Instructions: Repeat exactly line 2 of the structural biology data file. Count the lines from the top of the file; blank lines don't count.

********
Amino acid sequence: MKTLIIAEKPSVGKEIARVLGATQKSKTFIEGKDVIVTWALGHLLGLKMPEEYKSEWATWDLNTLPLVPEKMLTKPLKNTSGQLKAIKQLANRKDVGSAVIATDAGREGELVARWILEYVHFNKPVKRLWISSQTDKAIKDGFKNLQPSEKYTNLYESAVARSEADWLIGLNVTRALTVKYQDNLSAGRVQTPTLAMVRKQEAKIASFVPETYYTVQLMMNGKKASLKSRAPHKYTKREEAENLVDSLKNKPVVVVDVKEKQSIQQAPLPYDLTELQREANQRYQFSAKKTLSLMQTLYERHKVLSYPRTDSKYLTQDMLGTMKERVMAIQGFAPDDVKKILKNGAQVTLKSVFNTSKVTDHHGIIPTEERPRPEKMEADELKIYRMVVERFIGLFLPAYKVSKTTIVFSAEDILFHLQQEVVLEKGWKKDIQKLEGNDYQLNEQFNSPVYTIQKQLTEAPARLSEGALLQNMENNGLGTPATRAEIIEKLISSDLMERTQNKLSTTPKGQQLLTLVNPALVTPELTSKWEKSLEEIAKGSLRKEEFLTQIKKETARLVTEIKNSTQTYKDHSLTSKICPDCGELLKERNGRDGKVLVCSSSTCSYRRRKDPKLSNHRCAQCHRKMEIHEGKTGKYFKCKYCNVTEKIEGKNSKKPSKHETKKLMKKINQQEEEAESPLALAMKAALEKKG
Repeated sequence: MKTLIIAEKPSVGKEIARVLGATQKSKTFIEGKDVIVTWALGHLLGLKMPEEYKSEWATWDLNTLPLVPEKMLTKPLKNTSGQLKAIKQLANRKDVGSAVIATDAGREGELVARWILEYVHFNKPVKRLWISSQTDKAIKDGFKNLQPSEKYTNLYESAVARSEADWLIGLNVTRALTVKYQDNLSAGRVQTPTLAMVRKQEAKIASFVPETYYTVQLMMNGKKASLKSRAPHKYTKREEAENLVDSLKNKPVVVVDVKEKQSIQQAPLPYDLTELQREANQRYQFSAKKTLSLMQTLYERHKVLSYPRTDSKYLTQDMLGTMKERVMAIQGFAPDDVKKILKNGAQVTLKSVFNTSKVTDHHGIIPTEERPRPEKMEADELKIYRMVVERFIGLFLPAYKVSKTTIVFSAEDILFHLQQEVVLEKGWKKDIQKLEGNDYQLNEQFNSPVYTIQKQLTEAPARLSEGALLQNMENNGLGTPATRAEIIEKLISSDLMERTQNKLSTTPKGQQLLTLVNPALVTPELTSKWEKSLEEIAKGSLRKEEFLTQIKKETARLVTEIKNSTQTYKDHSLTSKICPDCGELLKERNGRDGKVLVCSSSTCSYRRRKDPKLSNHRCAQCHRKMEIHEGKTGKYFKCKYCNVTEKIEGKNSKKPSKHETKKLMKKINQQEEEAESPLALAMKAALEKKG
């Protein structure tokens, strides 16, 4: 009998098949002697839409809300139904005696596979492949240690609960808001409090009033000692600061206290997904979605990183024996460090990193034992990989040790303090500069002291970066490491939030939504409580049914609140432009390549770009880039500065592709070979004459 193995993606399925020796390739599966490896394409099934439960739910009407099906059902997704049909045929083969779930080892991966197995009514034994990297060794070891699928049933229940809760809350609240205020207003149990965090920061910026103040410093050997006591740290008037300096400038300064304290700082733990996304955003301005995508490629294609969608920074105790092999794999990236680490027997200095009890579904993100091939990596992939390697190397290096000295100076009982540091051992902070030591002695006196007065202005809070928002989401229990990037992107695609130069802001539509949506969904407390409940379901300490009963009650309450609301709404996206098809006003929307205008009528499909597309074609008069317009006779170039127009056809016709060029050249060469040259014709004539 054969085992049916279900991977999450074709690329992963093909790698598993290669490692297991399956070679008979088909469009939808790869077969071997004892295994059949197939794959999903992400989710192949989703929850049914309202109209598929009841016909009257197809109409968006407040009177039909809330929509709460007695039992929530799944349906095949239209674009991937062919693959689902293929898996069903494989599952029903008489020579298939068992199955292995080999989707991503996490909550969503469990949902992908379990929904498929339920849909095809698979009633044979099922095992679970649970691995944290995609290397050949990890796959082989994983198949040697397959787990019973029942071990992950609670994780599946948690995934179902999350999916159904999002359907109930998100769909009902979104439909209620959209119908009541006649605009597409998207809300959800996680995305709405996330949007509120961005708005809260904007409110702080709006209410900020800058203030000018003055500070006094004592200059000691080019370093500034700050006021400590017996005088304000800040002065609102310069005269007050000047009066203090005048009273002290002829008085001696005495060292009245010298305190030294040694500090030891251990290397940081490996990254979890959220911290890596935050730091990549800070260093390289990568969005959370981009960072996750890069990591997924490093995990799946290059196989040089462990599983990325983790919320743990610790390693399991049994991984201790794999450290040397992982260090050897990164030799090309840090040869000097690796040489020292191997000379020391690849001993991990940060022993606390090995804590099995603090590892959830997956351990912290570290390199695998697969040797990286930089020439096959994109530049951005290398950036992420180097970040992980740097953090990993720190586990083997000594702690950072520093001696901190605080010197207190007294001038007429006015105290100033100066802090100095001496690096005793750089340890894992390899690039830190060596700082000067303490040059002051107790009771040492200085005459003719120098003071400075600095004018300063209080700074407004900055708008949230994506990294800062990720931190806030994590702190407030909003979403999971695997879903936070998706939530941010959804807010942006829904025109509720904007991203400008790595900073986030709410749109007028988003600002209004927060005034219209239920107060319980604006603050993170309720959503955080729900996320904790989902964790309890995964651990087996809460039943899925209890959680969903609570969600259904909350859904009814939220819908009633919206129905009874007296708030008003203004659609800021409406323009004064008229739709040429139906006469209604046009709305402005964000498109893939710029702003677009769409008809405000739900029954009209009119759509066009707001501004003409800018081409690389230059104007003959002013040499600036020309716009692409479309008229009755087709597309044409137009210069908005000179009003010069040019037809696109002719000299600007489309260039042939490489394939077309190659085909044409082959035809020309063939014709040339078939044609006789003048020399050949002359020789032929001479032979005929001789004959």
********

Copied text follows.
Repeated sequence: MKTLIIAEKPSVGKEIARVLGATQKSKTFIEGKDVIVTWALGHLLGLKMPEEYKSEWATWDLNTLPLVPEKMLTKPLKNTSGQLKAIKQLANRKDVGSAVIATDAGREGELVARWILEYVHFNKPVKRLWISSQTDKAIKDGFKNLQPSEKYTNLYESAVARSEADWLIGLNVTRALTVKYQDNLSAGRVQTPTLAMVRKQEAKIASFVPETYYTVQLMMNGKKASLKSRAPHKYTKREEAENLVDSLKNKPVVVVDVKEKQSIQQAPLPYDLTELQREANQRYQFSAKKTLSLMQTLYERHKVLSYPRTDSKYLTQDMLGTMKERVMAIQGFAPDDVKKILKNGAQVTLKSVFNTSKVTDHHGIIPTEERPRPEKMEADELKIYRMVVERFIGLFLPAYKVSKTTIVFSAEDILFHLQQEVVLEKGWKKDIQKLEGNDYQLNEQFNSPVYTIQKQLTEAPARLSEGALLQNMENNGLGTPATRAEIIEKLISSDLMERTQNKLSTTPKGQQLLTLVNPALVTPELTSKWEKSLEEIAKGSLRKEEFLTQIKKETARLVTEIKNSTQTYKDHSLTSKICPDCGELLKERNGRDGKVLVCSSSTCSYRRRKDPKLSNHRCAQCHRKMEIHEGKTGKYFKCKYCNVTEKIEGKNSKKPSKHETKKLMKKINQQEEEAESPLALAMKAALEKKG